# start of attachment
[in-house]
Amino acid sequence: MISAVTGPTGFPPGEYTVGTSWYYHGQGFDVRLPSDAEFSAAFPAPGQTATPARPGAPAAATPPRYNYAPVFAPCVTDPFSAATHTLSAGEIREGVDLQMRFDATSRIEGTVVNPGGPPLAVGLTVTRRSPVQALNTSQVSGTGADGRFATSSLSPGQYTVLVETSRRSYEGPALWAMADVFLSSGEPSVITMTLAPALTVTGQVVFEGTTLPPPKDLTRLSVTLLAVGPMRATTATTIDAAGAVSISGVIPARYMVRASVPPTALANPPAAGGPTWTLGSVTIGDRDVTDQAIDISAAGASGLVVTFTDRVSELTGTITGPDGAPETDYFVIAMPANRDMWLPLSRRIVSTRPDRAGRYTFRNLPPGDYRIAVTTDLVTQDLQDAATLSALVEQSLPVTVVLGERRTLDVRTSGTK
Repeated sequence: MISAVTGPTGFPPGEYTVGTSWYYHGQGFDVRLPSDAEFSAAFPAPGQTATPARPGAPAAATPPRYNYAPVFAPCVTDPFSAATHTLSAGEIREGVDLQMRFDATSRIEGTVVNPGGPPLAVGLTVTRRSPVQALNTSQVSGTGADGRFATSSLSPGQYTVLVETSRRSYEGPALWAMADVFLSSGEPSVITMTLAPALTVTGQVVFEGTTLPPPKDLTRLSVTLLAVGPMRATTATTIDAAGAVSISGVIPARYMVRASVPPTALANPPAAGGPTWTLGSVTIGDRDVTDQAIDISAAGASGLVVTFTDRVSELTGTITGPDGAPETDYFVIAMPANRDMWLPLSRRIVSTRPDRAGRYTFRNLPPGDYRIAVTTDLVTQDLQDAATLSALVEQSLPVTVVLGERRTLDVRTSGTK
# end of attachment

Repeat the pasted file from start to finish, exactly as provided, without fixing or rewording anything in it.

[in-house]
Amino acid sequence: MISAVTGPTGFPPGEYTVGTSWYYHGQGFDVRLPSDAEFSAAFPAPGQTATPARPGAPAAATPPRYNYAPVFAPCVTDPFSAATHTLSAGEIREGVDLQMRFDATSRIEGTVVNPGGPPLAVGLTVTRRSPVQALNTSQVSGTGADGRFATSSLSPGQYTVLVETSRRSYEGPALWAMADVFLSSGEPSVITMTLAPALTVTGQVVFEGTTLPPPKDLTRLSVTLLAVGPMRATTATTIDAAGAVSISGVIPARYMVRASVPPTALANPPAAGGPTWTLGSVTIGDRDVTDQAIDISAAGASGLVVTFTDRVSELTGTITGPDGAPETDYFVIAMPANRDMWLPLSRRIVSTRPDRAGRYTFRNLPPGDYRIAVTTDLVTQDLQDAATLSALVEQSLPVTVVLGERRTLDVRTSGTK
Repeated sequence: MISAVTGPTGFPPGEYTVGTSWYYHGQGFDVRLPSDAEFSAAFPAPGQTATPARPGAPAAATPPRYNYAPVFAPCVTDPFSAATHTLSAGEIREGVDLQMRFDATSRIEGTVVNPGGPPLAVGLTVTRRSPVQALNTSQVSGTGADGRFATSSLSPGQYTVLVETSRRSYEGPALWAMADVFLSSGEPSVITMTLAPALTVTGQVVFEGTTLPPPKDLTRLSVTLLAVGPMRATTATTIDAAGAVSISGVIPARYMVRASVPPTALANPPAAGGPTWTLGSVTIGDRDVTDQAIDISAAGASGLVVTFTDRVSELTGTITGPDGAPETDYFVIAMPANRDMWLPLSRRIVSTRPDRAGRYTFRNLPPGDYRIAVTTDLVTQDLQDAATLSALVEQSLPVTVVLGERRTLDVRTSGTK